Barbara’s receptionist said, “Mr. Krarmer’s on the phone. Do you want to take it?”
“Hi, Conrad, I was just thinking of you. It must be mental telepathy. How are you?”
“Everything’s great . . . how about you?”
“I’m managing, and Katherine’s okay. That’s the main thing. Why do I have the pleasure of your call?”
“Are you available for coffee? I am sitting in a café, and I thought about my last visit to your apartment. I decided to give you a call and ask if we could catch up.”
“I’m not available at the moment, but I’ve been giving some thought to taking Katherine to the MFA on Saturday. If you just happen to turn up, I’m sure she’d be happy to see you. Maybe you could walk with us and explain some of the paintings.”
“Sure. It’ll be my pleasure.”
“Are you available on Saturday?”
“Absolutely. Let’s say one, at Taste.”
“If there are any changes I’ll ring you, or vice versa. See you Saturday.”
I’m pleased he rang. Now I can get them together without imposing on him too much. With Katherine returning to high school on Monday, a day at the MFA will do us both good.
The thought of Katherine studying art at Boston University she found pleasing, but the subject hadn’t been broached. “Hopefully, Katherine can tap into his knowledge.’
Sophia was not in favour of attending the gallery. I would be out of place.
Even though some of Katherine’s paintings were stirring a new feeling in her, she thought it better not to attend. With me there, Barbara and Katherine won’t be free to roam. Besides, I have other things to catch up on. The apartment needs cleaning.
Katherine’s new journey began at that precise moment, when she walked into the MFA with her mother. She had visited once before, as a child, but her parents were the admirers. On display were the results of years of perseverance by men and women. The paintings, with their myriad of colors, images, and sceneries, began to inspire ideas in Katherine for coming works.
The detail in paintings that took her pleasure were far more superior than she had ever imagined. Many she had only ever seen in books at home. Light emitted from a candle, compared to that of the sun. One is useful. The other is awe-inspiring. She literally fell in love with being at the gallery, and she had only seen a few of the original masters.
What other magnificent artworks are there in the world? she thought, as she admired their workmanship. It would be a unique journey to travel the world, to be in their presence. I have to become an artist, and hopefully a good one.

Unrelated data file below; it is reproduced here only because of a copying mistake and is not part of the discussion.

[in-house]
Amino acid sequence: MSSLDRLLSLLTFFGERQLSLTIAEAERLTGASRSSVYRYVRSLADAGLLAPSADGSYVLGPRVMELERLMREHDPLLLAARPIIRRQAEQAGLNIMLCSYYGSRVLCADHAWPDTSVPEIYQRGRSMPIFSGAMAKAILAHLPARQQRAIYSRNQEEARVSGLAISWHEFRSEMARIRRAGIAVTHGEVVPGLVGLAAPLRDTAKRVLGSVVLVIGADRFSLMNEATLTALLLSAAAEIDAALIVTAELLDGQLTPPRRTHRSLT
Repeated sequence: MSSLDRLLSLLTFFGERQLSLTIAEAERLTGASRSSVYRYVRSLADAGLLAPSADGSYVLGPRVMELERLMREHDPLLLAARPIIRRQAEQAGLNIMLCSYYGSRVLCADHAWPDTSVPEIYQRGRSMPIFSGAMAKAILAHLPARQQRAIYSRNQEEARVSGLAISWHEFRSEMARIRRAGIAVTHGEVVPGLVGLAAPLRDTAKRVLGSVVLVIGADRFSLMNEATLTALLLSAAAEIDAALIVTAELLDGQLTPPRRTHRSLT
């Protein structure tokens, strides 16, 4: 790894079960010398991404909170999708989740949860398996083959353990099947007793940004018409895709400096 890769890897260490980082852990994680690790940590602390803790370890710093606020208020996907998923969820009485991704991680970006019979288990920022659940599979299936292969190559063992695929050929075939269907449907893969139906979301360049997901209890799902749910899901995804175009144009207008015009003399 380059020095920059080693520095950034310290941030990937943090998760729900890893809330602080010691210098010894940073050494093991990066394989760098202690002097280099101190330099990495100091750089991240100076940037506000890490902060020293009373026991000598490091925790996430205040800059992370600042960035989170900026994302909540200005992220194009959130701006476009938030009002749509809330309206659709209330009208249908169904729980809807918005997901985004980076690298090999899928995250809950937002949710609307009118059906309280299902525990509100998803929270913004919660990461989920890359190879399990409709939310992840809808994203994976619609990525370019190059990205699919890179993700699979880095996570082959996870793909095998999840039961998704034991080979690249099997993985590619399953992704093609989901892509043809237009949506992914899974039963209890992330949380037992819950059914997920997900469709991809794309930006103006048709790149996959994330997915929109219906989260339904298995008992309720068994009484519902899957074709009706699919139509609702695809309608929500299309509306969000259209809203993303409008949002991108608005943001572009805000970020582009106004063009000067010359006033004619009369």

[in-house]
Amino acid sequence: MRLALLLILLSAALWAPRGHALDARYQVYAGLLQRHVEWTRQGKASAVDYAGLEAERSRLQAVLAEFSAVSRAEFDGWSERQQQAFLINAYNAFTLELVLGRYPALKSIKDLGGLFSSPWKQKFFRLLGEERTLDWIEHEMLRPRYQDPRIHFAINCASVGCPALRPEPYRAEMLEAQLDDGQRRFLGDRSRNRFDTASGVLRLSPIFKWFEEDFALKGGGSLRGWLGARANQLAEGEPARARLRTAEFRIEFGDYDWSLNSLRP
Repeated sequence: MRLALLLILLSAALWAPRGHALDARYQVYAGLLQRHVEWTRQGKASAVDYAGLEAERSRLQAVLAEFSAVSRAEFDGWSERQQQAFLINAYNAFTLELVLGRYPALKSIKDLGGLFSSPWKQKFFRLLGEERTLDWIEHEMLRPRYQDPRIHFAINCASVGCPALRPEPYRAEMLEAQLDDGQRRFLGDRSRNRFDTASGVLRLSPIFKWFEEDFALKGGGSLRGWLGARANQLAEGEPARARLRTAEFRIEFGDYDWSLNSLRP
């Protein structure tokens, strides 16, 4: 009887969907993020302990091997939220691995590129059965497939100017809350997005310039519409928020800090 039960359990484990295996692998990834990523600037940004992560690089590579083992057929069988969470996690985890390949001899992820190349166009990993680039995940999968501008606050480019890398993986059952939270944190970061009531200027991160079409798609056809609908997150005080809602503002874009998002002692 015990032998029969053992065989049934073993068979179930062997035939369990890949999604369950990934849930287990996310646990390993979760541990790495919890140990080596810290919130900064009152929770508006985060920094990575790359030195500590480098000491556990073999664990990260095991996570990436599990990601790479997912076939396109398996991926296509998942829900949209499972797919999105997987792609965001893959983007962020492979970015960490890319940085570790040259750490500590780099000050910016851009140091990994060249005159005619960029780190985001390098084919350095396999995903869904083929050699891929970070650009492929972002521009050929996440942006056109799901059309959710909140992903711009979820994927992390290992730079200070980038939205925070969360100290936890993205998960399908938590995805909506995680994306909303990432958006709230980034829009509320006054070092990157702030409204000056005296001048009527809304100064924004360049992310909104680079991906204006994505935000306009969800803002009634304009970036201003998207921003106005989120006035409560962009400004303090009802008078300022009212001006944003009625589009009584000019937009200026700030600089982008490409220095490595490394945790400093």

They walked slowly as they admired. Although, Katherine’s talking was incessant. Nothing distracted her as she babbled on about this or that feature of a painting.
Barbara had never seen her daughter so infused with excitement. She remembered her as a young child dancing to music in their living room, playing the violin, and attempting to paint. However, the person standing in front of her was a completely new character. Barbara hoped she hadn’t opened a Pandora-like box for her daughter, with hope her light, but failure her evil.
“Let’s go upstairs and have a bite to eat. I could do with a coffee. What about you?” Barbara had glanced at her watch as she asked the question.
“I’m not very hungry . . . maybe half a sandwich. If you buy one I can have half of yours,” Katherine suggested.
“Are you saying I’m getting fat?” Barbara asked, just as she spread her hands around her waist to demonstrate her still slim figure.
“No. I hope I have a figure like yours when I grow up, but I’m not hungry. I may have an orange juice.”
They made their way to Taste on the first floor and ordered a salad sandwich, no mayo, an orange juice, and a cappuccino.
As planned Conrad appeared, acting surprised. “Hi, Barbara.” He leaned forward to kiss her right cheek.
“Hi, Katherine.” He turned, then kissed her left cheek. “What brings you two here? You should have told me you were coming. I would have come earlier.” To feign surprise he directed his question to Barbara.
“We decided to visit here before Katherine returns to school on Monday. It’s nice to get out of the apartment . . . having a break, sort of.”
“Why here? It’s not that it’s not a great place to be, but if I were you girls I’d be out shopping,” he said, with the merest hint of right wrist flick, in addition to his brilliant smile.
“With Katherine’s interest in art I thought it’d be good for her to come and see some examples of what people can achieve.” As she spoke, she was looking at her daughter.